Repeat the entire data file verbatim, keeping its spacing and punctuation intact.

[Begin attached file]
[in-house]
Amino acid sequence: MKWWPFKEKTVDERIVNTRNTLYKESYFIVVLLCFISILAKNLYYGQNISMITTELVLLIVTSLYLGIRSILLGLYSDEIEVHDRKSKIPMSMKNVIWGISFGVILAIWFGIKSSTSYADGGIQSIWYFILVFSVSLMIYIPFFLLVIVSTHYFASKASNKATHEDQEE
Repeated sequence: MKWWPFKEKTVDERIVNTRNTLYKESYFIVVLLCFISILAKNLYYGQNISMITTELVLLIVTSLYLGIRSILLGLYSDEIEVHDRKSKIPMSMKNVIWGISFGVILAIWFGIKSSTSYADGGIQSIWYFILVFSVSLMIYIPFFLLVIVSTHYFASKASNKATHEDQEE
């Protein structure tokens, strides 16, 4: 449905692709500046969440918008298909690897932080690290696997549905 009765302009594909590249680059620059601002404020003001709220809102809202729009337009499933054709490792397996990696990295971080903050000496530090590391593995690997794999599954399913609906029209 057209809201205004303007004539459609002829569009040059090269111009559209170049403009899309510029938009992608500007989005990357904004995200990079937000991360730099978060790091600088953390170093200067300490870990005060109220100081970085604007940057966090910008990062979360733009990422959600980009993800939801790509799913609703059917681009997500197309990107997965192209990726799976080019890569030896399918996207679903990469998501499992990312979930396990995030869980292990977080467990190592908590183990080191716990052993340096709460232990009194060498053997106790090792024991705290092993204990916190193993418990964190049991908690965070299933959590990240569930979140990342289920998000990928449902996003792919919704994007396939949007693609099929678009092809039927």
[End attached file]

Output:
[in-house]
Amino acid sequence: MKWWPFKEKTVDERIVNTRNTLYKESYFIVVLLCFISILAKNLYYGQNISMITTELVLLIVTSLYLGIRSILLGLYSDEIEVHDRKSKIPMSMKNVIWGISFGVILAIWFGIKSSTSYADGGIQSIWYFILVFSVSLMIYIPFFLLVIVSTHYFASKASNKATHEDQEE
Repeated sequence: MKWWPFKEKTVDERIVNTRNTLYKESYFIVVLLCFISILAKNLYYGQNISMITTELVLLIVTSLYLGIRSILLGLYSDEIEVHDRKSKIPMSMKNVIWGISFGVILAIWFGIKSSTSYADGGIQSIWYFILVFSVSLMIYIPFFLLVIVSTHYFASKASNKATHEDQEE
């Protein structure tokens, strides 16, 4: 449905692709500046969440918008298909690897932080690290696997549905 009765302009594909590249680059620059601002404020003001709220809102809202729009337009499933054709490792397996990696990295971080903050000496530090590391593995690997794999599954399913609906029209 057209809201205004303007004539459609002829569009040059090269111009559209170049403009899309510029938009992608500007989005990357904004995200990079937000991360730099978060790091600088953390170093200067300490870990005060109220100081970085604007940057966090910008990062979360733009990422959600980009993800939801790509799913609703059917681009997500197309990107997965192209990726799976080019890569030896399918996207679903990469998501499992990312979930396990995030869980292990977080467990190592908590183990080191716990052993340096709460232990009194060498053997106790090792024991705290092993204990916190193993418990964190049991908690965070299933959590990240569930979140990342289920998000990928449902996003792919919704994007396939949007693609099929678009092809039927």